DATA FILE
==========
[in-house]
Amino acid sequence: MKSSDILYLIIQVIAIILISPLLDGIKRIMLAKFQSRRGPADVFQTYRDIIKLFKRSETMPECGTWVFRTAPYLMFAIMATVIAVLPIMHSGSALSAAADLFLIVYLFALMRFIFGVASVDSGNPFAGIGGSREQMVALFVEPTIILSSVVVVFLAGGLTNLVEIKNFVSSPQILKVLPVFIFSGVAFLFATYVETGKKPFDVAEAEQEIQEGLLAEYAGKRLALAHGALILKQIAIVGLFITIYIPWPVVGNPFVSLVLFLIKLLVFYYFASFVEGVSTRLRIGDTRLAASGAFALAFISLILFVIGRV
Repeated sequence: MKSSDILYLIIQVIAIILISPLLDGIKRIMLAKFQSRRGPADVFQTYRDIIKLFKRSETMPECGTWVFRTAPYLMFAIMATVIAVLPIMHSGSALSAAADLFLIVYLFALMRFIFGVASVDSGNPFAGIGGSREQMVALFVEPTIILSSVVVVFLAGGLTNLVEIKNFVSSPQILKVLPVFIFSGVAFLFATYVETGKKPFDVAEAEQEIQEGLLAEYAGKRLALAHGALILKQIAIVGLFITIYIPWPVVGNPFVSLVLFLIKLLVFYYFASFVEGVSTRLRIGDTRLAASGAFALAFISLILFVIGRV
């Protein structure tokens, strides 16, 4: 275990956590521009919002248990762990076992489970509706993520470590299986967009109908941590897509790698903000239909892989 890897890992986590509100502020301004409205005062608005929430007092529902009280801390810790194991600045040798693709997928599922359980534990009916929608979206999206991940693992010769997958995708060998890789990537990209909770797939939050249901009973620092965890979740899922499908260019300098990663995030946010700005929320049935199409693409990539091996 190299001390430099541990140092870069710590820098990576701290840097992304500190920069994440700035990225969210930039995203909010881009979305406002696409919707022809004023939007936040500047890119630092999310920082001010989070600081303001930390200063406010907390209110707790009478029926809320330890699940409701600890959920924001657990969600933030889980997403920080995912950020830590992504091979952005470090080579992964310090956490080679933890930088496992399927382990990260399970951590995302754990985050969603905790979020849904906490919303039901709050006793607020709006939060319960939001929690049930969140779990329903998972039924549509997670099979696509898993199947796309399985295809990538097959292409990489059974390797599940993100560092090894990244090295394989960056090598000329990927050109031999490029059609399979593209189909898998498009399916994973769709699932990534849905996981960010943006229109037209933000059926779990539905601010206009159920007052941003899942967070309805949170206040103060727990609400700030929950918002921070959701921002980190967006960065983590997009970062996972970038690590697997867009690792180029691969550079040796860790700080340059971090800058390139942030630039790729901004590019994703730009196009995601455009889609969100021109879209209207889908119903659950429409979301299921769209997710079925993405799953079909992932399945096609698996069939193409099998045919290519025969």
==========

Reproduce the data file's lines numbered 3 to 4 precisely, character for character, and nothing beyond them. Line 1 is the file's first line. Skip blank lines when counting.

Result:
Repeated sequence: MKSSDILYLIIQVIAIILISPLLDGIKRIMLAKFQSRRGPADVFQTYRDIIKLFKRSETMPECGTWVFRTAPYLMFAIMATVIAVLPIMHSGSALSAAADLFLIVYLFALMRFIFGVASVDSGNPFAGIGGSREQMVALFVEPTIILSSVVVVFLAGGLTNLVEIKNFVSSPQILKVLPVFIFSGVAFLFATYVETGKKPFDVAEAEQEIQEGLLAEYAGKRLALAHGALILKQIAIVGLFITIYIPWPVVGNPFVSLVLFLIKLLVFYYFASFVEGVSTRLRIGDTRLAASGAFALAFISLILFVIGRV
């Protein structure tokens, strides 16, 4: 275990956590521009919002248990762990076992489970509706993520470590299986967009109908941590897509790698903000239909892989 890897890992986590509100502020301004409205005062608005929430007092529902009280801390810790194991600045040798693709997928599922359980534990009916929608979206999206991940693992010769997958995708060998890789990537990209909770797939939050249901009973620092965890979740899922499908260019300098990663995030946010700005929320049935199409693409990539091996 190299001390430099541990140092870069710590820098990576701290840097992304500190920069994440700035990225969210930039995203909010881009979305406002696409919707022809004023939007936040500047890119630092999310920082001010989070600081303001930390200063406010907390209110707790009478029926809320330890699940409701600890959920924001657990969600933030889980997403920080995912950020830590992504091979952005470090080579992964310090956490080679933890930088496992399927382990990260399970951590995302754990985050969603905790979020849904906490919303039901709050006793607020709006939060319960939001929690049930969140779990329903998972039924549509997670099979696509898993199947796309399985295809990538097959292409990489059974390797599940993100560092090894990244090295394989960056090598000329990927050109031999490029059609399979593209189909898998498009399916994973769709699932990534849905996981960010943006229109037209933000059926779990539905601010206009159920007052941003899942967070309805949170206040103060727990609400700030929950918002921070959701921002980190967006960065983590997009970062996972970038690590697997867009690792180029691969550079040796860790700080340059971090800058390139942030630039790729901004590019994703730009196009995601455009889609969100021109879209209207889908119903659950429409979301299921769209997710079925993405799953079909992932399945096609698996069939193409099998045919290519025969």